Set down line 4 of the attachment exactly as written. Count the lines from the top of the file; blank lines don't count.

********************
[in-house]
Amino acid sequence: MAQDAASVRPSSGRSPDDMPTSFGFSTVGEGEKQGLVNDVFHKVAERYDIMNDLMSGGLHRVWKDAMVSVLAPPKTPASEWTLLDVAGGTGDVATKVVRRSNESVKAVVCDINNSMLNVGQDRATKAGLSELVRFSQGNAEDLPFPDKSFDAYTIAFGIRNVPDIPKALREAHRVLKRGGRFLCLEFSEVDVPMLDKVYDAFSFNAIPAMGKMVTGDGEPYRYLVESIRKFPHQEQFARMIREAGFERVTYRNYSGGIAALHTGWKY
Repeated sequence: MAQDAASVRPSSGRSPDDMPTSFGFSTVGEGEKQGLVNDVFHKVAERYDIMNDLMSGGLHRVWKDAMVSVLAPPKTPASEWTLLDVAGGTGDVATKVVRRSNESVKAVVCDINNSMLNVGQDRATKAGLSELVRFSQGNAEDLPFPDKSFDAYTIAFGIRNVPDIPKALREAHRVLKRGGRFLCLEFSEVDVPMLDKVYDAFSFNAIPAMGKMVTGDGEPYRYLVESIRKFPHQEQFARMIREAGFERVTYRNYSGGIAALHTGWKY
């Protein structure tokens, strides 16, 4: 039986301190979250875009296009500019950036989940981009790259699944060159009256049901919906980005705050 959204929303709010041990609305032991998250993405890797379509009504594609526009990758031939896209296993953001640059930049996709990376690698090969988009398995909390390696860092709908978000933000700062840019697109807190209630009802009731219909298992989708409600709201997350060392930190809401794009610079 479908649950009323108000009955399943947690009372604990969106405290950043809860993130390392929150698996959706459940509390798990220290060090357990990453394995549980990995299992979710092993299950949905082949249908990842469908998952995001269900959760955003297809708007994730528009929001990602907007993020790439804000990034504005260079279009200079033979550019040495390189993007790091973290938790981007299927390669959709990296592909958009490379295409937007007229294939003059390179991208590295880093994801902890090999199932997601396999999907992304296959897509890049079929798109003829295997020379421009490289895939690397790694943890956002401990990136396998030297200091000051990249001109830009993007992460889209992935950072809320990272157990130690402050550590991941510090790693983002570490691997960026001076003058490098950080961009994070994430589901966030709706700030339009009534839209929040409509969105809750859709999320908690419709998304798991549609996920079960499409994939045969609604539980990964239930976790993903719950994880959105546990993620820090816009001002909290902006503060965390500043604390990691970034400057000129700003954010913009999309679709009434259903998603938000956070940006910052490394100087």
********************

């Protein structure tokens, strides 16, 4: 039986301190979250875009296009500019950036989940981009790259699944060159009256049901919906980005705050 959204929303709010041990609305032991998250993405890797379509009504594609526009990758031939896209296993953001640059930049996709990376690698090969988009398995909390390696860092709908978000933000700062840019697109807190209630009802009731219909298992989708409600709201997350060392930190809401794009610079 479908649950009323108000009955399943947690009372604990969106405290950043809860993130390392929150698996959706459940509390798990220290060090357990990453394995549980990995299992979710092993299950949905082949249908990842469908998952995001269900959760955003297809708007994730528009929001990602907007993020790439804000990034504005260079279009200079033979550019040495390189993007790091973290938790981007299927390669959709990296592909958009490379295409937007007229294939003059390179991208590295880093994801902890090999199932997601396999999907992304296959897509890049079929798109003829295997020379421009490289895939690397790694943890956002401990990136396998030297200091000051990249001109830009993007992460889209992935950072809320990272157990130690402050550590991941510090790693983002570490691997960026001076003058490098950080961009994070994430589901966030709706700030339009009534839209929040409509969105809750859709999320908690419709998304798991549609996920079960499409994939045969609604539980990964239930976790993903719950994880959105546990993620820090816009001002909290902006503060965390500043604390990691970034400057000129700003954010913009999309679709009434259903998603938000956070940006910052490394100087």